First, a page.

In a forum in Van Nuys held by a group of democratic clubs, 10 of 14 candidates vying for a Los Angeles city council seat discussed the growing use of Airbnb in their district - and many said it ought to be taxed.
The candidates, who are competing to replace termed-out councilman Tom LaBonge in the 4th district, said too many of L.A.’s single family homes have been turned into short-term rentals. That takes those properties off the market for L.A. residents, which leads to an even smaller inventory of homes, and soaring rents.
"Airbnb is a short term temporary stay, very similar to what hotels are doing, so I think you have to treat them the way they are acting, which is essentially, a hotel," said candidate Steve Veras, a community college trustee.
Veras said the Airbnb website displays pages of listings in Silver Lake and other neighborhoods in the 4th district.
He said property owners are finding they can make more money renting their homes through Airbnb year round, as opposed to leasing them to one renter for a year or longer.
He said this is changing the character of neighborhoods in Los Angeles, pushing out middle-class residents, and creating parking problems.
Other candidates agreed the city needed to intervene.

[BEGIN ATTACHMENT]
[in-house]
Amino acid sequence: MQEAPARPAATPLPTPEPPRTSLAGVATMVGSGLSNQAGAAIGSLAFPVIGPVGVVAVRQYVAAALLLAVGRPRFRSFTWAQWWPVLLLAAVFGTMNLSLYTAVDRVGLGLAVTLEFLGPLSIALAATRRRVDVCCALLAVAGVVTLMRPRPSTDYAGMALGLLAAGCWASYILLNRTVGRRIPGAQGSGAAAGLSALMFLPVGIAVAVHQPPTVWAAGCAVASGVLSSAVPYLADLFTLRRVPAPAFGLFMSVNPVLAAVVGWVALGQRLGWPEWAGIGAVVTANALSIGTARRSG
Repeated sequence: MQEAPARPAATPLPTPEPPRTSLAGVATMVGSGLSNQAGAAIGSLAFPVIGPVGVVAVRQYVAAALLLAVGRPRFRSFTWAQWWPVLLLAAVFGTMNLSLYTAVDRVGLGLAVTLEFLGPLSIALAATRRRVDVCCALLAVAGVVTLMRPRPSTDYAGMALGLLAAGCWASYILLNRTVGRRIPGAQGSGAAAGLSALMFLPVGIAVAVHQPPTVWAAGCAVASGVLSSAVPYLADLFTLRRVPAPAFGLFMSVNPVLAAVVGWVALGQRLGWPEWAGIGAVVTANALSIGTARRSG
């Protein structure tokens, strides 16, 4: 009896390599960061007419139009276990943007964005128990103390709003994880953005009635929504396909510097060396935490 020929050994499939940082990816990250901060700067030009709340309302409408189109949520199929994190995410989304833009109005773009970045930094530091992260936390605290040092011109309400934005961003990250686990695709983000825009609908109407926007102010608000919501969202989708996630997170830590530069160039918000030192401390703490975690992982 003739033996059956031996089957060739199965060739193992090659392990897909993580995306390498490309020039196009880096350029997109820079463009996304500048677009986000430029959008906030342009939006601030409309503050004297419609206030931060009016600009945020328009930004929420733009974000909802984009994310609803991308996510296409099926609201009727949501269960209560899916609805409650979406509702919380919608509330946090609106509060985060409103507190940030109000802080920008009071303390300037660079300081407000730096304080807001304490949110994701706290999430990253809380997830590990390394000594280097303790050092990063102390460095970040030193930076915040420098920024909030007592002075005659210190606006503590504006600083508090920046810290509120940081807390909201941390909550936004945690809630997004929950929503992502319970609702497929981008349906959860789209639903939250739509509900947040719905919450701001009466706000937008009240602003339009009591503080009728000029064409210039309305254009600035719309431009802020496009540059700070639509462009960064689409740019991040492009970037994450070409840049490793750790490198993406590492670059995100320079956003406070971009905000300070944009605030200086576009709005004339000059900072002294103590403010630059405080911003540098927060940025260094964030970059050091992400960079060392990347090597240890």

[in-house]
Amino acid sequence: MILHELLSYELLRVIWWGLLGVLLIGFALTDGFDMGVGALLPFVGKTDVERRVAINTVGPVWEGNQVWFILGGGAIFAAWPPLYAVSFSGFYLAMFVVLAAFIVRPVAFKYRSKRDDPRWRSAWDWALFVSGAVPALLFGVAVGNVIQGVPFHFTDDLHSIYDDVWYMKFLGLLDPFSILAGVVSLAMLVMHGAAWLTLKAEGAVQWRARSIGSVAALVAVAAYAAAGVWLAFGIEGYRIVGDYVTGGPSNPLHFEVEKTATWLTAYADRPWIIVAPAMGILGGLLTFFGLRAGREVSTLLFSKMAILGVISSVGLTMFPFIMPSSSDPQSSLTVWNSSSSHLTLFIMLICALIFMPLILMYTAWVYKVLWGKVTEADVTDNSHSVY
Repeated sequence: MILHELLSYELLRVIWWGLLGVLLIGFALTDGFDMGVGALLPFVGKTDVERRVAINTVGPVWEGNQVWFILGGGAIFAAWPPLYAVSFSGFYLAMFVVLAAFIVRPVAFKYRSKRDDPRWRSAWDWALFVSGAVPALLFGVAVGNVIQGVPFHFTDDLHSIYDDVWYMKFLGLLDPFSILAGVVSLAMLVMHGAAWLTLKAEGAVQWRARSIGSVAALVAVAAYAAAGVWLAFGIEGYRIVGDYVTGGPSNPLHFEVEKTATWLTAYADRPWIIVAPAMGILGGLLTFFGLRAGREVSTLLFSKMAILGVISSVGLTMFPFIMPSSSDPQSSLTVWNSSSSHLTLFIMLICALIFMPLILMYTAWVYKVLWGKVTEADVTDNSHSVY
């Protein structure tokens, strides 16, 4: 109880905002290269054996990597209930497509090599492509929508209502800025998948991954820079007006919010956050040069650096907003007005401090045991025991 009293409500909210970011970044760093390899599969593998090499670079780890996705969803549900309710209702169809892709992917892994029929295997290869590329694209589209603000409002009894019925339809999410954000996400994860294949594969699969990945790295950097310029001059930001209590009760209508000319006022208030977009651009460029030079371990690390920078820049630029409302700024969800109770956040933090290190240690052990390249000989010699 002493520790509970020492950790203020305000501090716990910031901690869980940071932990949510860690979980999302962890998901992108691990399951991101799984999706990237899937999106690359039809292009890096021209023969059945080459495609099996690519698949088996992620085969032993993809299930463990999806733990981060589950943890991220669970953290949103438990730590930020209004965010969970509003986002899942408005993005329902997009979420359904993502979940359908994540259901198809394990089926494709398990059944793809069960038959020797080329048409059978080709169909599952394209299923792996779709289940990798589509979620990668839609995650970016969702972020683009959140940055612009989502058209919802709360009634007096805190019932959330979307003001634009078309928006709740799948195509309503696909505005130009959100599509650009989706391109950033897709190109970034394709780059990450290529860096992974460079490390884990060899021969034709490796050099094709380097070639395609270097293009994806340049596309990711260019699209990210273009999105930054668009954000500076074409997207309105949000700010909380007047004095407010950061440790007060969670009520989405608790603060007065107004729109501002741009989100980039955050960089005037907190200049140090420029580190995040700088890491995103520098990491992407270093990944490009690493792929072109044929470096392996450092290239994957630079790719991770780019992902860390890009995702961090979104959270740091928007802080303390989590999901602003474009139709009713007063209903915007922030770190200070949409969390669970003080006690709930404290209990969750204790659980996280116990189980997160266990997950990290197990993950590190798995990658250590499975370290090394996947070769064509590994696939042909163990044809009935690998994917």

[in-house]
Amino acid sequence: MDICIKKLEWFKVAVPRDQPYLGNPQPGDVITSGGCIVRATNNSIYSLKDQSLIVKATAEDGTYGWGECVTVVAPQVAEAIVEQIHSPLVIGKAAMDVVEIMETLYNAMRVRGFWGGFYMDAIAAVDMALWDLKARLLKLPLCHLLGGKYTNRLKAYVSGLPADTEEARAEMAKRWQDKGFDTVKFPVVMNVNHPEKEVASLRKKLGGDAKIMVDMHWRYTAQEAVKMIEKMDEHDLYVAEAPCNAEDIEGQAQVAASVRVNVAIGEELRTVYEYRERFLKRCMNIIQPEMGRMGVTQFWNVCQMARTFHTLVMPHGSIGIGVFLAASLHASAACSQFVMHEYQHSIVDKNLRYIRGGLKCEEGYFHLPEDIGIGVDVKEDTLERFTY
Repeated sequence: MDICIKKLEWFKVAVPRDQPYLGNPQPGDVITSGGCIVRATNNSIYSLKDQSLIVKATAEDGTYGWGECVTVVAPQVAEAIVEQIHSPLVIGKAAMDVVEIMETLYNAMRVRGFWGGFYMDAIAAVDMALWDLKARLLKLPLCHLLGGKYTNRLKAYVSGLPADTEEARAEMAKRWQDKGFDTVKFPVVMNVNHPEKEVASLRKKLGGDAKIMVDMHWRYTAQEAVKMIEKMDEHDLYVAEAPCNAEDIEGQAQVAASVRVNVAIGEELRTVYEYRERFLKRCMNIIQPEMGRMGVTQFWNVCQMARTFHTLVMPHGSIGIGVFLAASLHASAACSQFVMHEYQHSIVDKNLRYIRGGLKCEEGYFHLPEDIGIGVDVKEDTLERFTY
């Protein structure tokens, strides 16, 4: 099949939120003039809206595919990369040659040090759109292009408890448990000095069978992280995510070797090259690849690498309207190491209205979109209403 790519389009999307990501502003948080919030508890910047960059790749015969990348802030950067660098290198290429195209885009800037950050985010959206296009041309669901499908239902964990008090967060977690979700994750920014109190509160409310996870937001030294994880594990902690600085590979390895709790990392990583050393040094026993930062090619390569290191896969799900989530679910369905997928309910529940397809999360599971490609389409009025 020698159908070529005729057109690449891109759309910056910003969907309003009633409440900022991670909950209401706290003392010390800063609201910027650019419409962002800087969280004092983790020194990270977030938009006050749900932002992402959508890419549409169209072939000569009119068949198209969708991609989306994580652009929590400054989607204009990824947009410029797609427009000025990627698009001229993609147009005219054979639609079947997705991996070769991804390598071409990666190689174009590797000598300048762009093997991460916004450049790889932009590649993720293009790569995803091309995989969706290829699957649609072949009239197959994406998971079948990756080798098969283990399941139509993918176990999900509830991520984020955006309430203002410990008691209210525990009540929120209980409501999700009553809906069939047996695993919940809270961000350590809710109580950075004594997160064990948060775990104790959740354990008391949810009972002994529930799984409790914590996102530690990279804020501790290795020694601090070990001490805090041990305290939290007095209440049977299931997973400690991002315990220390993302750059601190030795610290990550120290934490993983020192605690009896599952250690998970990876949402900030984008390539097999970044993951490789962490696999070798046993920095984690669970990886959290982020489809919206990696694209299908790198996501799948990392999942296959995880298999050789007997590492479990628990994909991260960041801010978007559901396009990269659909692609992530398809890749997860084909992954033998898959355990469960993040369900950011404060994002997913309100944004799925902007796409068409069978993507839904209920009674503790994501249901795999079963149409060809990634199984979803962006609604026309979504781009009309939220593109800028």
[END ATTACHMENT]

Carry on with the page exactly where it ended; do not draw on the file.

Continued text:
"We need to charge a 14 percent tax just as the hotels charge," said candidate Sheila Irani, a businesswoman who worked on special projects for LaBonge from 2011-2013. "We also have to limit the number of days (properties) can be converted into an Airbnb on an annual basis."
Irani also said people who rent their properties out on Airbnb should have to inform their neighbors. She also thinks the city could create more affordable housing units by selling city-owned land to developers at a discount in exchange on the condition they build affordable housing.
Along with affordability, candidates were also quizzed on environmental policy and LGBT rights during the forum in Van Nuys, which lasted three hours. The primary election is March 3. Unless one candidate wins a majority of the votes, the top two vote-getters will compete in May.
The questions were posed by representatives from Americans for Democratic Action, the Stonewell Democratic Club, and the Coalition for Economic Survival.
Candidates were asked if they would support a $15-per-hour minimum wage in the city.
Several stopped short of $15, and said they support the mayor's $13.25 minimum wage phased in over several years.
Other candidates said higher wages would put a squeeze on small businesses, and would bring higher costs to consumers.
A few said the city shouldn't pass its own minimum wage because it would drive businesses out of Los Angeles, and into nearby cities.